Austin Wintory Interview: Exploring Leisure Suit Larry Reloaded, The Banner Saga, Journey
Gaming Blend: Did Chen give you any specific directions on how the music would unfold or what sort of themes he wanted from you, musically?
Austin: Jenova never gave me any musical instructions, insofar as he didn't say things like 'It would be great if there was a solo cello here, or a harp there' or anything like that. We did speak extensively about musical intensity and dramatic arts, in respect to the full span of the game. Jenova and all of thatgamecompany had very clear ideas, especially as we went along, over what the emotional progression, from the beginning to the end, needed to be. So that, of course, was regularly discussed.
But the goals that [Jenova] laid out for [the project] were abstract emotional goals. So, for example, from the beginning he knew he wanted the game to be a sort of metaphor for the human life, but modeled on Joseph Campbell's Hero's Journey. He also knew that he wanted the game to be about this multiplayer dynamic that could hope to foster a really genuine connection between two players. So, you know, digesting what that meant was the starting point and also what just drove the entire experience from beginning to end.
Gaming Blend: So how do you know how to adapt the music as you go along? Do you write it while looking at concept art or just feel your way through the process or is there extensive play-testing involved? Also, it was a real achievement for Journey, putting together that amazing track, Apotheosis, and how it lead up to the game's breathtaking climax.
Austin: Well, there's kind of a few different parts to the answer to that. First off, I play-test the game extensively while I'm composing, in the same way that while I'm scoring a film I watch the movie over and over and over again, while I'm in the process of putting together this score. No music is ever written – even something as abstract as a video capture or concept art or anything like that, it's always based around my experience actually playing the game and figuring out the music in a very moment-by-moment kind of way.
So, definitely, for Apotheosis, the music was written to wrap around the gameplay. Now, the other thing to bear in mind is that the end of the game evolved a lot through the course of those three years. The ending as everybody knows it, as shipped with the actual release of the game, only really came to being in the last couple of months. It really came sliding in, in the eleventh hour. So, the music likewise was essentially the very, very last thing I wrote in the game.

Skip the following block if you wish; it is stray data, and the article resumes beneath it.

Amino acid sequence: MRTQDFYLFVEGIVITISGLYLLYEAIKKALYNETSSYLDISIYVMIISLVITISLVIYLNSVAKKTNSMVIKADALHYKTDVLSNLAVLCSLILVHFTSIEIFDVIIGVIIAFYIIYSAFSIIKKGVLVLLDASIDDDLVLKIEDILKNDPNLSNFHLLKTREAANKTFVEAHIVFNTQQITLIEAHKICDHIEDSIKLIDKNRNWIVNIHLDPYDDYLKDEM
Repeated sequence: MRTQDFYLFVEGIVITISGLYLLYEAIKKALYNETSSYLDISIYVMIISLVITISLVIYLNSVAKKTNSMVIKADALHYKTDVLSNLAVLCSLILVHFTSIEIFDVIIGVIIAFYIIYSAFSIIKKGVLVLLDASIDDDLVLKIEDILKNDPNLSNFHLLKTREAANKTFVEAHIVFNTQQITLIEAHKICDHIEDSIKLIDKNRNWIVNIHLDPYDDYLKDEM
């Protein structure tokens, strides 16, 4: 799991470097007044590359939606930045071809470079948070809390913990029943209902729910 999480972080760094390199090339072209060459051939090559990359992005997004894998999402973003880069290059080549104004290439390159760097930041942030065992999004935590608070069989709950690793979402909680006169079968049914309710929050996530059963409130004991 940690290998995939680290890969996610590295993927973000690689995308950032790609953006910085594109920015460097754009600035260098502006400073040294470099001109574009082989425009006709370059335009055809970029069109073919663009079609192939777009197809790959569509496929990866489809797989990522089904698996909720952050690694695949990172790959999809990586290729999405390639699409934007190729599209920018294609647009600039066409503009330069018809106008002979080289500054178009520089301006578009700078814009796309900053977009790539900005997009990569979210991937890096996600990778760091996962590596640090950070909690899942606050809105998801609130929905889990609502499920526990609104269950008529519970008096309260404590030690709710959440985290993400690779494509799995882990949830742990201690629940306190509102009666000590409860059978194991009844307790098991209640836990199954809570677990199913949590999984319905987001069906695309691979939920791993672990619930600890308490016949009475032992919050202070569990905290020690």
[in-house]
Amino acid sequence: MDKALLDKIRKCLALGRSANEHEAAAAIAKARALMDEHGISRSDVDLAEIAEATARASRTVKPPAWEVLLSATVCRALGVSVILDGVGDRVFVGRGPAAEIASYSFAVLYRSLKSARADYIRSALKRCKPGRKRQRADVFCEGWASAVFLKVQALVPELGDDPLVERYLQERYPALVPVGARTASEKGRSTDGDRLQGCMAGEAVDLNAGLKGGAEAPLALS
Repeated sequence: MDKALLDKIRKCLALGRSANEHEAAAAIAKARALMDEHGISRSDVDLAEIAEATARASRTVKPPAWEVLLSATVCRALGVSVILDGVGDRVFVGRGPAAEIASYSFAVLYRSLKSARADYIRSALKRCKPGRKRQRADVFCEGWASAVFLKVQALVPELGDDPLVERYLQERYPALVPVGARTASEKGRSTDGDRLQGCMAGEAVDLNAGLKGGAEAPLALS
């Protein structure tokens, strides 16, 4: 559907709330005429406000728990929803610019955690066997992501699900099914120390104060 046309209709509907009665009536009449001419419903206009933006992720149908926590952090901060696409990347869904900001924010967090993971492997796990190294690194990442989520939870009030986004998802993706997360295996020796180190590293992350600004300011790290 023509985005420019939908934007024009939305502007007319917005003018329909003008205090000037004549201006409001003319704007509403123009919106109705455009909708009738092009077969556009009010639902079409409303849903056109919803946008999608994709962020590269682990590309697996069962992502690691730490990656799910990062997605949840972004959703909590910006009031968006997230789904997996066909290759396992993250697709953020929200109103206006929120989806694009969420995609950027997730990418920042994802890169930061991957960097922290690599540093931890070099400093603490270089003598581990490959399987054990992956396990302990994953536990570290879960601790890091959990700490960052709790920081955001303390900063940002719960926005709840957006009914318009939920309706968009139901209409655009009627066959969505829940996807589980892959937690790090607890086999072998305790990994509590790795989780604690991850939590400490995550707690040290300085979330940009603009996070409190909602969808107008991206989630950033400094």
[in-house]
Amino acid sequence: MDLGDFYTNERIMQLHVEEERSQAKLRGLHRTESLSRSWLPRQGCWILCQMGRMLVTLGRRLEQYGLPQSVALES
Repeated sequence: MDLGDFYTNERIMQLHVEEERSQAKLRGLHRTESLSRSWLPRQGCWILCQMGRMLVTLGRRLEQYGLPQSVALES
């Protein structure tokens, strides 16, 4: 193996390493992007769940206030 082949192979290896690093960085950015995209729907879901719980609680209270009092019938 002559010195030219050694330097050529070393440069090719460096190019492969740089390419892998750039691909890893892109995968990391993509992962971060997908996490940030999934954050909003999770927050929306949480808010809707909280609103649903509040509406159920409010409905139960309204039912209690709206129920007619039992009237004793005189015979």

It wasn't so much 'Hey, go give it your all!', it was more like desperately trying to figure out what all the naunce of it was going to be. You know, we knew it needed to be a photo finish and be a strong ending because the game had built up pretty dramatically and we had all the moment-by-moment dramatic intensity figured out leading up to the snow and the mountains – so it was there to go from there, and it was hard to figure out.
The last thing to bear in mind also, is that when you listen to Apotheosis on the soundtrack album that is not how I originally composed it. The way it was originally composed was as interactive music within the game. So the act of putting together a soundtrack album is sort of a separate activity where I have to go in and take apart the music and put it back together again in a way that makes sense for a linear album.
It's funny because people think of Apotheosis as one piece of music, it's actually not. From my perspective it's like a dozen or more pieces of music, each of which are being dynamically controlled by the PlayStation while you're playing the game so that it feels nice and seamless. In hindsight, it feels like the experience that you had while playing the game, but the two are very different from each other.
Gaming Blend: And there was a lot of inter-linking with other tracks, sort of like Apotheosis linking directly into the end credits song in the game, I Was Born For This. (Editor's Note: These transitional techniques are sometimes called “cues” and Uncharted's Greg Edmonson also explains how they use various cues from a single song across the space of an entire game, which you can check out in this interview here.)
Austin: Yeah, I mean it certainly pretty smoothly transitions from one to the other [in the game].
Back to top